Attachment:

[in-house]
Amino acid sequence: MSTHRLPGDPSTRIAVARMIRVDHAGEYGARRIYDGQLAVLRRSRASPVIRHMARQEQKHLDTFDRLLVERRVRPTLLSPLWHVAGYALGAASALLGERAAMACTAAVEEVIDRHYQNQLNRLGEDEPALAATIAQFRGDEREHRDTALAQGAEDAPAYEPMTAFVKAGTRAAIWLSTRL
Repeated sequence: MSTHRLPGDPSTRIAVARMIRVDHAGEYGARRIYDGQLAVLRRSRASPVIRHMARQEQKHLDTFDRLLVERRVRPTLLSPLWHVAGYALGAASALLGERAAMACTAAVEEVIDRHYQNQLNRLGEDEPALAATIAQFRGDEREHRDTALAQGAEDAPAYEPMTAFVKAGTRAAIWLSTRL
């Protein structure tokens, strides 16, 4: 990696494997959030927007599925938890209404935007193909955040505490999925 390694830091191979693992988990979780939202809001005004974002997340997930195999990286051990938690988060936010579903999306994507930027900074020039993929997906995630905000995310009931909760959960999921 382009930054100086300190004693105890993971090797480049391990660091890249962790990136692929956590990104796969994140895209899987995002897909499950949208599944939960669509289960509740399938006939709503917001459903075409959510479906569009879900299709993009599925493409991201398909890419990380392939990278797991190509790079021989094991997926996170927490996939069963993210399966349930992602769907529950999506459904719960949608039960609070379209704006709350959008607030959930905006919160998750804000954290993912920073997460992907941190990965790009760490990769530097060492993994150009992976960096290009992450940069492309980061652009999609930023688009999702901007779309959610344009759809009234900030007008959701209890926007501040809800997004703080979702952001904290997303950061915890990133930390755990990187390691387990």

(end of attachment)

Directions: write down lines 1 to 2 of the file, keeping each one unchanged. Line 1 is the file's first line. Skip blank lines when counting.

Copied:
[in-house]
Amino acid sequence: MSTHRLPGDPSTRIAVARMIRVDHAGEYGARRIYDGQLAVLRRSRASPVIRHMARQEQKHLDTFDRLLVERRVRPTLLSPLWHVAGYALGAASALLGERAAMACTAAVEEVIDRHYQNQLNRLGEDEPALAATIAQFRGDEREHRDTALAQGAEDAPAYEPMTAFVKAGTRAAIWLSTRL